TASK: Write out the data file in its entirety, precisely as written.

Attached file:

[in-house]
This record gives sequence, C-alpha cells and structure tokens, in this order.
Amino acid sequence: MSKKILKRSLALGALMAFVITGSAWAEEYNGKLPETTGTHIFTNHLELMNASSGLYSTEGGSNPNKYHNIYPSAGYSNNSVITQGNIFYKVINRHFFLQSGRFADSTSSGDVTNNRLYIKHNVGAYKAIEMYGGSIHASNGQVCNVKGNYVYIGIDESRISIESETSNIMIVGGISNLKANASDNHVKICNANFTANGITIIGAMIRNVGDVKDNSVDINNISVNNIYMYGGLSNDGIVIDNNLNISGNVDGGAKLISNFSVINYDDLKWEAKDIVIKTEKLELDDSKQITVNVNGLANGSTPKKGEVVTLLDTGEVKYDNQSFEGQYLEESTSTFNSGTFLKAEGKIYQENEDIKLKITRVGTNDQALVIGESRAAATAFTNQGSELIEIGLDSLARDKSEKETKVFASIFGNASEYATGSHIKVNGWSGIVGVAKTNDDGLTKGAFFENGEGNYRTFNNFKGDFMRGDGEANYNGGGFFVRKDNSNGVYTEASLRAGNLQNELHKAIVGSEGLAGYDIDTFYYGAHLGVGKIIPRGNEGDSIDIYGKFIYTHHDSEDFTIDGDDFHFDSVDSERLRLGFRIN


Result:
[in-house]
This record gives sequence, C-alpha cells and structure tokens, in this order.
Amino acid sequence: MSKKILKRSLALGALMAFVITGSAWAEEYNGKLPETTGTHIFTNHLELMNASSGLYSTEGGSNPNKYHNIYPSAGYSNNSVITQGNIFYKVINRHFFLQSGRFADSTSSGDVTNNRLYIKHNVGAYKAIEMYGGSIHASNGQVCNVKGNYVYIGIDESRISIESETSNIMIVGGISNLKANASDNHVKICNANFTANGITIIGAMIRNVGDVKDNSVDINNISVNNIYMYGGLSNDGIVIDNNLNISGNVDGGAKLISNFSVINYDDLKWEAKDIVIKTEKLELDDSKQITVNVNGLANGSTPKKGEVVTLLDTGEVKYDNQSFEGQYLEESTSTFNSGTFLKAEGKIYQENEDIKLKITRVGTNDQALVIGESRAAATAFTNQGSELIEIGLDSLARDKSEKETKVFASIFGNASEYATGSHIKVNGWSGIVGVAKTNDDGLTKGAFFENGEGNYRTFNNFKGDFMRGDGEANYNGGGFFVRKDNSNGVYTEASLRAGNLQNELHKAIVGSEGLAGYDIDTFYYGAHLGVGKIIPRGNEGDSIDIYGKFIYTHHDSEDFTIDGDDFHFDSVDSERLRLGFRIN